The National Academies of Sciences, Engineering, and Medicine
500 Fifth St. N.W. | Washington, D.C. 20001

Copyright © National Academy of Sciences. All rights reserved.
Terms of Use and Privacy Statement

Below are the first 10 and last 10 pages of uncorrected machine-read text (when available) of this chapter, followed by the top 30 algorithmically extracted key phrases from the chapter as a whole.
Intended to provide our own search engines and external engines with highly rich, chapter-representative searchable text on the opening pages of each chapter. Because it is UNCORRECTED material, please consider the following text as a useful but insufficient proxy for the authoritative book pages.

Do not use for reproduction, copying, pasting, or reading; exclusively for search engines.

OCR for page 251
A The Learning Health System and the Digital Health Utility 251

OCR for page 251
Foundational Elements 252 Learning Health System Characteristics Data utility: data stewarded and Digital technology: the Trust fabric: strong, protected,Leadership: multi- used for the common good engine for continuous and actively nurtured focal, networked, improvement and dynamic Care: starting with the best practice, Health information: Outcomes and costs: transparent Knowledge: every time a reliable, secure, and and constantly assessed ongoing, seamless reusable resource product of services and research Culture: participatory, team-based, transparent, Design and processes: Patients and public: fully and Decisions: improving patient-anchored and tested actively engaged informed, facilitated, shared, and coordinated Meaningful Use Requirementsa Core structured personal data (age, sex, Core list of active problems Core structured Clinical decision Care coordination ethnicity) clinical data support support/ (VS, meds, interoperability [labs]) Outpatient medicines electronically Automated medication safeguard/ Visit-specific Automated patient e-Record patient prescribed econciliation information reminders access (copy or to patients patient portal) Embedded clinical quality measures Security safeguards [Condition- [Public health [Advance specific data reporting directives for retrieval (reportable ages >65] capacity] conditions)]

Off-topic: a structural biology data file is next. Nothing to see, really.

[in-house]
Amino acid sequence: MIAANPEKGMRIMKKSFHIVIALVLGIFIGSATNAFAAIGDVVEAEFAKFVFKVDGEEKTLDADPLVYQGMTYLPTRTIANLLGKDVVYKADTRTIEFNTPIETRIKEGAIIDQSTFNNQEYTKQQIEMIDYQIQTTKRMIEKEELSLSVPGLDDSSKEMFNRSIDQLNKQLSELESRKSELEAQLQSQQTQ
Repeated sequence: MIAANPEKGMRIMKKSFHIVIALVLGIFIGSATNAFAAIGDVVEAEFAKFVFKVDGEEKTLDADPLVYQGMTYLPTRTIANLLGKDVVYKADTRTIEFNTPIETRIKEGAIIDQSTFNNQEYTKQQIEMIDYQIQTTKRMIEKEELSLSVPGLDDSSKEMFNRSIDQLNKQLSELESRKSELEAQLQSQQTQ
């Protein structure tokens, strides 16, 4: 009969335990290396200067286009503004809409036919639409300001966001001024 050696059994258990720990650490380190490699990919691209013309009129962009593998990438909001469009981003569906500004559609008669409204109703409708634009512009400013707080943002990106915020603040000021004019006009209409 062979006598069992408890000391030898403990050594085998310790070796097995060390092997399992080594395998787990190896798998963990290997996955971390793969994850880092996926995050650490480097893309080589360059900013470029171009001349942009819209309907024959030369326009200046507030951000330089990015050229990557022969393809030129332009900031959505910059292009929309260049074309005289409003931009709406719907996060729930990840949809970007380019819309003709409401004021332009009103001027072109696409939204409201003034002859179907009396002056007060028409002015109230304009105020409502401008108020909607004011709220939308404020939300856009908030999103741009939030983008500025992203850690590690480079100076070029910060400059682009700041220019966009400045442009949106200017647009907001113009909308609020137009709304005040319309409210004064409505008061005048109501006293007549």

OCR for page 251
Next-Generation Digital Infrastructure LHS Digital Health Utility Strategy Elements Stakeholder Next generation requirements Activities that advance: Responsibilitiesb Technical Ultra-large-scale system perspective Ultra-large-scale system ONC works with NIST, other Progress Distributed, local data maintenance perspective agencies and IT community to Virtual interoperability Functionality focus advance interoperability and Reliable use and system security System specifications/ security protocols protocols interoperability NSF works with ONC/NIH on test Standards vehicles for setting/ Workflow and usability beds for digital infrastructure revising, metadata, vocabulary, Security and privacy safeguards component technologies data transport, common core System innovation including ULS system approach datasets, sentinel indicators, access Interoperability agreements authorization/authentication, data among delivery systems utilizing quality review protocols EHRs CMS develops test beds for digital infrastructure application in care coordination/delivery model innovation Knowledge Core clinical data elements available Shared learning environment NIH, NSF, AHRQ, and FDA work Generation/Use for quality improvement and Point of decision support and on innovative approaches to research guidance research insights from clinical Channels and protocols for integrating Research-ready records for data data clinical and public health data reuse CDC develops templates/protocols Capacity and protocols for query- Patient-generated data for integrating population and driven data use in quality and Integration/use of data across clinical data research and monitoring of sentinel sources Healthcare organizations form indicators Distributed data repositories research collaboratives Novel statistical and database tools for Sentinel indicators reliable new insights Query capacity Analytical tools and methods innovation 253 continued

OCR for page 251
Patient/Population 254 Engagement “New norm” for patient involvement Value proposition and patient AHRQ, FDA, NIH, and ONC use Facilitated personal record interface confidence established links with patient Clinician–patient electronic Shared learning culture community to foster active partnership Patient–clinician outcome embracing of the digital health Patient information access/control partnerships utility Updated best practices delivered at Person-centric, lay-oriented Patient and clinician groups point of decision health information mediate public engagement Active patient support for data use in Closing the disparity gap and facilitate dialogue among care improvement Continuous evaluation stakeholders to develop shared Clinician–public health e-partnership learning culture/trust Governance Progressively evolving requirements, The vision ONC works with other agencies, specifications, process protocols Guiding principles the HIT community, and for exchange, interoperability, and Participant roles and patient/clinician groups to foster research responsibilities development of a governance Cross-national harmonization to foster Process and protocol mechanism that encourages the global e-health utility stewardship dynamic entrepreneurial growth Broad ongoing evaluation capacity Implementation phasing while safeguarding personal Continuous evaluation security and the common good a Optional elements denoted with [ ]. See Appendix B for details. b Sample list, neither definitive nor complete. See page xxiii for list of acronyms.